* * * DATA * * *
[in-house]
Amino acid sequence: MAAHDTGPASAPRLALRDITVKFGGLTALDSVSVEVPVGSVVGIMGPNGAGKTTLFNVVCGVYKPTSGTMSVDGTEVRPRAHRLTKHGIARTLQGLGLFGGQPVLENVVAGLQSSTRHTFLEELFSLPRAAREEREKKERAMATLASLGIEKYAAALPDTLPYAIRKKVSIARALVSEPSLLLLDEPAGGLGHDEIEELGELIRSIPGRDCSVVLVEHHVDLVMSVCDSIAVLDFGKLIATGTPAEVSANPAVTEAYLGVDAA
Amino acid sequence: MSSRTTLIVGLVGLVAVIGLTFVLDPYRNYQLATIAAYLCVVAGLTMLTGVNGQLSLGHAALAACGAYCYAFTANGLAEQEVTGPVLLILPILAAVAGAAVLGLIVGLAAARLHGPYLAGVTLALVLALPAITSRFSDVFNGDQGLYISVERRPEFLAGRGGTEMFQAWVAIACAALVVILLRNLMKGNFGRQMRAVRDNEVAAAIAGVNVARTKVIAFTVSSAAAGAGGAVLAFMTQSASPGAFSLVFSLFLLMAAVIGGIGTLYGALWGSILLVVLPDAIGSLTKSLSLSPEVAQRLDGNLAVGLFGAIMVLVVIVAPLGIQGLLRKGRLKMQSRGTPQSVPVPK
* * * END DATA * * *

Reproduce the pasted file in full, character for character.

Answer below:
[in-house]
Amino acid sequence: MAAHDTGPASAPRLALRDITVKFGGLTALDSVSVEVPVGSVVGIMGPNGAGKTTLFNVVCGVYKPTSGTMSVDGTEVRPRAHRLTKHGIARTLQGLGLFGGQPVLENVVAGLQSSTRHTFLEELFSLPRAAREEREKKERAMATLASLGIEKYAAALPDTLPYAIRKKVSIARALVSEPSLLLLDEPAGGLGHDEIEELGELIRSIPGRDCSVVLVEHHVDLVMSVCDSIAVLDFGKLIATGTPAEVSANPAVTEAYLGVDAA
Amino acid sequence: MSSRTTLIVGLVGLVAVIGLTFVLDPYRNYQLATIAAYLCVVAGLTMLTGVNGQLSLGHAALAACGAYCYAFTANGLAEQEVTGPVLLILPILAAVAGAAVLGLIVGLAAARLHGPYLAGVTLALVLALPAITSRFSDVFNGDQGLYISVERRPEFLAGRGGTEMFQAWVAIACAALVVILLRNLMKGNFGRQMRAVRDNEVAAAIAGVNVARTKVIAFTVSSAAAGAGGAVLAFMTQSASPGAFSLVFSLFLLMAAVIGGIGTLYGALWGSILLVVLPDAIGSLTKSLSLSPEVAQRLDGNLAVGLFGAIMVLVVIVAPLGIQGLLRKGRLKMQSRGTPQSVPVPK